by Timothy D. Lytton, Georgia State University Governors around the country are attempting to restart the economy by easing restrictions put in place to prevent the spread of COVID-19. The prospect of returning to “normal”…

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Posted in Climate change Environment News The Conversation Waste Water

Climate change threatens drinking water quality across the Great Lakes

Harmful algal bloom in Lake Erie, Sept. 4, 2009. NOAA/Flickr by  Gabriel Filippelli, IUPUI and Joseph D. Ortiz, Kent State University This story is part of the Pulitzer Center’s nationwide Connected Coastlines reporting initiative. For more…

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Posted in Journalism News Politics The Conversation

‘Reopen’ protest movement created, boosted by fake grassroots tactics

by  Marc Ambinder, University of Southern California, Annenberg School for Communication and Journalism Many Americans have been under strict stay-at-home orders, or at least advisories, for more than a month. People are frustrated and depressed, but…

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Posted in Bailout 2020 Evictions Housing Opinion The Conversation

Renters still left out in the cold despite temporary coronavirus protection

  by  Kirk McClure, University of Kansas and Alex Schwartz, The New School Emergency relief for renters across America may protect them from the threat of eviction during the coronavirus crisis – but it won’t last…

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Posted in Coronavirus Medicine The Conversation

Blood sugar levels may influence vulnerability to coronavirus, and controlling them through conventional means might be protective

by Adam M. Brufsky, University of Pittsburgh April 22, 2020 Can watching your blood sugar help fight COVID-19? Sugar is not only something that sweetens our food. It is also something that is an essential part…

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Posted in Analysis Coronavirus Public Health The Conversation

Hand-washing and distancing don’t have tangible benefits – so keeping up these protective behaviors for months will be tricky

Another reason to reconsider rush to open the gates. by Gretchen Chapman, Carnegie Mellon University and George Loewenstein, Carnegie Mellon University In recent weeks, Americans in many states appear to have successfully begun to “flatten the…

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Posted in Analysis Public Health The Conversation

1918 flu pandemic killed 12 million Indians, and British overlords’ indifference strengthened the anti-colonial movement

Cremation on the banks of the Ganges river, India. Keystone-France via Getty Images by Maura Chhun, Metropolitan State University April 17, 2020 In India, during the 1918 influenza pandemic, a staggering 12 to 13 million people…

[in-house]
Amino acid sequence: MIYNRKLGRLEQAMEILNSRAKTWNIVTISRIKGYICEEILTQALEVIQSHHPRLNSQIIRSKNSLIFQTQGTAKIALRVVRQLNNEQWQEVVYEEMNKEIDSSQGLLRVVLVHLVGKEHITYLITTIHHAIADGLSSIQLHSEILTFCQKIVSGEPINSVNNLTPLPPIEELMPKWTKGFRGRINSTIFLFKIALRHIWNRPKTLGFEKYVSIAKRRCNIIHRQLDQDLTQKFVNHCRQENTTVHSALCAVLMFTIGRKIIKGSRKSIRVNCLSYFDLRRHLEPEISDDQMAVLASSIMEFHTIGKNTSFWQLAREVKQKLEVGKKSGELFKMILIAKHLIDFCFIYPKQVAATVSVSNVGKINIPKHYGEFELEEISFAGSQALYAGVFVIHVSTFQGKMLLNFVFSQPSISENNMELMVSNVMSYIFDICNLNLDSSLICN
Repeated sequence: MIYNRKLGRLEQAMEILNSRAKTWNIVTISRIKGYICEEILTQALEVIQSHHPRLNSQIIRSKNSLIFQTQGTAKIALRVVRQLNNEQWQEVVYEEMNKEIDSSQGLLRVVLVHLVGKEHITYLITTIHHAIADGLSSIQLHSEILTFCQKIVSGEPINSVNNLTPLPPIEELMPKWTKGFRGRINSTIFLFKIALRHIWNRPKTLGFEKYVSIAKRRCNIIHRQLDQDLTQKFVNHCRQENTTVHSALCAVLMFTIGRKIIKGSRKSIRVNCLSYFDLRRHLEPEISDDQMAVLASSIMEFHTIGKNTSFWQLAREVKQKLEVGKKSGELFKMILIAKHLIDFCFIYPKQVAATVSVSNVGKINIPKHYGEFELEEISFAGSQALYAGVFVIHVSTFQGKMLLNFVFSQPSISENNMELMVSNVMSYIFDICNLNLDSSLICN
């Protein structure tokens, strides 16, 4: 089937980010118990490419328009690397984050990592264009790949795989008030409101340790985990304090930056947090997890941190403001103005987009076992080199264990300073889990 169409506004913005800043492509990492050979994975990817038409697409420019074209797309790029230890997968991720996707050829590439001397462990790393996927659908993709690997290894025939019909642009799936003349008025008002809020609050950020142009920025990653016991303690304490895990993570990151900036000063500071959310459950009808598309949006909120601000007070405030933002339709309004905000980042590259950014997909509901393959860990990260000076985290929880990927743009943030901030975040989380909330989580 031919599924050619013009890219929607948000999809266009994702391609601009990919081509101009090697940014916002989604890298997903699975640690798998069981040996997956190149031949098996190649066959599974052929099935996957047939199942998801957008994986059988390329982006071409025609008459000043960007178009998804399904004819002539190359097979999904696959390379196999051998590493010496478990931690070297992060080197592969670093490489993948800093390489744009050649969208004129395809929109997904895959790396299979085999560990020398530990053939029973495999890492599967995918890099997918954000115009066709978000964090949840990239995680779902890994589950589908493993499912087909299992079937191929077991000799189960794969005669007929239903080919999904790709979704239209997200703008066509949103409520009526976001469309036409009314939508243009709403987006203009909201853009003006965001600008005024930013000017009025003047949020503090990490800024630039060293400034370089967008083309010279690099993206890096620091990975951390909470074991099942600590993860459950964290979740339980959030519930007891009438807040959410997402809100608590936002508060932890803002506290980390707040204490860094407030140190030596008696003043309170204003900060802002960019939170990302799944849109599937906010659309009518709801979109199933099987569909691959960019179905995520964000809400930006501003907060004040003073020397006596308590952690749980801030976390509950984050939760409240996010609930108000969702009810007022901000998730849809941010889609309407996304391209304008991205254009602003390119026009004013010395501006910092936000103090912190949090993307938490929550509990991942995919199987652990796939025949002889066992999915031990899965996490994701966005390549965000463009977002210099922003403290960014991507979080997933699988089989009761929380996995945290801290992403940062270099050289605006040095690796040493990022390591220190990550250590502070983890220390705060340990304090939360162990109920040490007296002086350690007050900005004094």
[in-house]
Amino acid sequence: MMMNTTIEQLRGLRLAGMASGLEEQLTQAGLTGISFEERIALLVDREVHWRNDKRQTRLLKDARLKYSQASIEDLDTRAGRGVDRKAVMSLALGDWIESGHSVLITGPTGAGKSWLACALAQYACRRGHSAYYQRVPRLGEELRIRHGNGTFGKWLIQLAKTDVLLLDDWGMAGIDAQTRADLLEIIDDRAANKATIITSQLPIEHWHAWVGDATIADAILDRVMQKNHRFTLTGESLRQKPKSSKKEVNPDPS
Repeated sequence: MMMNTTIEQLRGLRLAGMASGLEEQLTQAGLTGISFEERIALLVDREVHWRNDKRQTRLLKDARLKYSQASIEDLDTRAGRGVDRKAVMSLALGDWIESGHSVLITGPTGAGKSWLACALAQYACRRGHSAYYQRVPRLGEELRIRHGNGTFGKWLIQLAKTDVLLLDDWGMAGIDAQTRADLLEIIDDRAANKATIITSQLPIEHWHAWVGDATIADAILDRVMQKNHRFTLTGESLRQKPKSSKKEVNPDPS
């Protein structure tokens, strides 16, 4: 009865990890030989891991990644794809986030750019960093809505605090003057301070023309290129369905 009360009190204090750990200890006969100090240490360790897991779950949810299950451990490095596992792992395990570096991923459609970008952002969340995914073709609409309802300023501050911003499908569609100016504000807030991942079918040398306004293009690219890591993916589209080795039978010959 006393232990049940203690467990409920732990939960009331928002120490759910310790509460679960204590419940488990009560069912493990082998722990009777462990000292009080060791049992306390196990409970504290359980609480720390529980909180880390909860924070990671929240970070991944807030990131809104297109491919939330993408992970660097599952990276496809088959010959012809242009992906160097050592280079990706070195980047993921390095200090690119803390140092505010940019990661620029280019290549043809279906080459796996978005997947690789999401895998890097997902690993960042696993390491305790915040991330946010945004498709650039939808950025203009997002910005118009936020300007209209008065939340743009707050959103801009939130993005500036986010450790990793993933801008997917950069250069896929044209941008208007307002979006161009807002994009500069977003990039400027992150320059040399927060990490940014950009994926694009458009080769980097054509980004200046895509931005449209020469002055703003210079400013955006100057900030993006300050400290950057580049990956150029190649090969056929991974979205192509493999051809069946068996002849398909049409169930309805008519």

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Posted in Analysis Coronavirus Culture Literature Public Health The Conversation

The Decameron: How the rich reacted to the bubonic plague has eerie similarities to today’s pandemic

Franz Xavier Winterhalter’s ‘The Decameron’ (1837). Heritage Images via Getty Images Kathryn McKinley, University of Maryland, Baltimore County The coronavirus can infect anyone, but recent reporting has shown your socioeconomic status can play a big role,…

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Posted in Analysis Citizen Power Civil Rights Community organizing

Birthed by HBCU students, this organization offers important lessons for today’s student activists

Student Nonviolent Coordinating Committee (SNCC) founded 60 years ago today.   Jelani Favors, Clayton State University April 15, 2020 marks 60 years since the founding of the Student Nonviolent Coordinating Committee, perhaps better known as SNCC,…

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Posted in Coffee Shops Community Coronavirus Restaurants The Conversation

When restaurants close, Americans lose much more than a meal

The Big Texan restaurant, Amarillo, Texas. Carol M. Highsmith, Library of Congress by  Rebecca L. Spang, Indiana University March 20 Arnold Schwarzenegger tweeted a video of himself on March 15 saying: “No more restaurants.” Seated in…

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Posted in Analysis Business Coronavirus The Conversation

Why your local store keeps running out of flour, toilet paper and prescription drugs

by Nada R. Sanders, Northeastern University Retailers are frequently running out of everything from flour and fresh meat to toilet paper and pharmaceuticals as supply chains hammered by the coronavirus struggle to keep up with stockpiling…

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Posted in Analysis Coronavirus Health The Conversation

Beyond sanitizing and social distancing – a healthy circadian rhythm may keep you sane and increase resilience to fight COVID-19

by, Satchin Panda, University of California San Diego Social distancing and washing hands have become the frontline in the fight against COVID-19, but there is another powerfully protective resource immediately available to all: your circadian rhythm….